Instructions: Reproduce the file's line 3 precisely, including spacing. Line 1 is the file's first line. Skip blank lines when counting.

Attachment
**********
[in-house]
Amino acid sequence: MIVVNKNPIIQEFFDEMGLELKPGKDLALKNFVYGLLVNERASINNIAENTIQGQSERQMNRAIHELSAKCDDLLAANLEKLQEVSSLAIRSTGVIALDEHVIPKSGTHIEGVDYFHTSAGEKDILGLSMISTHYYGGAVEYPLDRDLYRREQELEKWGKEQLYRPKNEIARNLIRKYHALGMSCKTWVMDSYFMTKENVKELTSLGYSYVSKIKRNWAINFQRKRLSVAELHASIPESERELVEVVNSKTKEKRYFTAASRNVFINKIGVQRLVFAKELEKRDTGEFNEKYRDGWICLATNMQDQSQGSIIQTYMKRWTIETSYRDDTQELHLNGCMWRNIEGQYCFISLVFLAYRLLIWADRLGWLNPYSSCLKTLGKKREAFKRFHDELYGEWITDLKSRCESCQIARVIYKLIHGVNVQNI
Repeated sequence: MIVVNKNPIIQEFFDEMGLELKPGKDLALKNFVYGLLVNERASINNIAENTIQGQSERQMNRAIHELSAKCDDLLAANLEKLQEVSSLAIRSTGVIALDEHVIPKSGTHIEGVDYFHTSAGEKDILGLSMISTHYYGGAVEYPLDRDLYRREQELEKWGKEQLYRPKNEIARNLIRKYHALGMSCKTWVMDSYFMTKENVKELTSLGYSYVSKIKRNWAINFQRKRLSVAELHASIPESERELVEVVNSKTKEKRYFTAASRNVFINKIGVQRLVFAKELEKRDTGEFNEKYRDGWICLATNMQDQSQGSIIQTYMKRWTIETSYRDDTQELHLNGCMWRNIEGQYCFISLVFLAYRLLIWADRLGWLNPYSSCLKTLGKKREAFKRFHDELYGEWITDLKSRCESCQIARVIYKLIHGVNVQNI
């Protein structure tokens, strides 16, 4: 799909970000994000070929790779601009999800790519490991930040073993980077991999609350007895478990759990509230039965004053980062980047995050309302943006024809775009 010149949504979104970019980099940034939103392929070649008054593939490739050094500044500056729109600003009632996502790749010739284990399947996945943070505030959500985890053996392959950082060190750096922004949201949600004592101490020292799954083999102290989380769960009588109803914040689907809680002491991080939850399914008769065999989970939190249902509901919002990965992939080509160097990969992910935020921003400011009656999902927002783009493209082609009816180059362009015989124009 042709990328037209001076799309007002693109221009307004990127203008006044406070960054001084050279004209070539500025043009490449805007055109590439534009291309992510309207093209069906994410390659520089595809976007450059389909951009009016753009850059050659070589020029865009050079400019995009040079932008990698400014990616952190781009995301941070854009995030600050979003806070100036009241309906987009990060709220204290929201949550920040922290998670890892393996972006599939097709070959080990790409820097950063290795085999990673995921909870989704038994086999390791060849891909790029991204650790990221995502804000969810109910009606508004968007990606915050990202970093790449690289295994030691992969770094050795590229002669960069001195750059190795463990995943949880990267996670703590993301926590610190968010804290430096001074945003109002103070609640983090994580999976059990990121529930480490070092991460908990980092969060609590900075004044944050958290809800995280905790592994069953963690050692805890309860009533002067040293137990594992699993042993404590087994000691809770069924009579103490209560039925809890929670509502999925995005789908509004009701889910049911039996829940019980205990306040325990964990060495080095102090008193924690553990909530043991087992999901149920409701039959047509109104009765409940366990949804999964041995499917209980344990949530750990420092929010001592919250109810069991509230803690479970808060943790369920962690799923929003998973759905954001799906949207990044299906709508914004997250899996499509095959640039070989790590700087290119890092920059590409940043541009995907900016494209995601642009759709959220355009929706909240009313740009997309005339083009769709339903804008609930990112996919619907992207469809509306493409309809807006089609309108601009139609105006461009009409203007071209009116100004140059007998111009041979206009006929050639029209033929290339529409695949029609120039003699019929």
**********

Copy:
Repeated sequence: MIVVNKNPIIQEFFDEMGLELKPGKDLALKNFVYGLLVNERASINNIAENTIQGQSERQMNRAIHELSAKCDDLLAANLEKLQEVSSLAIRSTGVIALDEHVIPKSGTHIEGVDYFHTSAGEKDILGLSMISTHYYGGAVEYPLDRDLYRREQELEKWGKEQLYRPKNEIARNLIRKYHALGMSCKTWVMDSYFMTKENVKELTSLGYSYVSKIKRNWAINFQRKRLSVAELHASIPESERELVEVVNSKTKEKRYFTAASRNVFINKIGVQRLVFAKELEKRDTGEFNEKYRDGWICLATNMQDQSQGSIIQTYMKRWTIETSYRDDTQELHLNGCMWRNIEGQYCFISLVFLAYRLLIWADRLGWLNPYSSCLKTLGKKREAFKRFHDELYGEWITDLKSRCESCQIARVIYKLIHGVNVQNI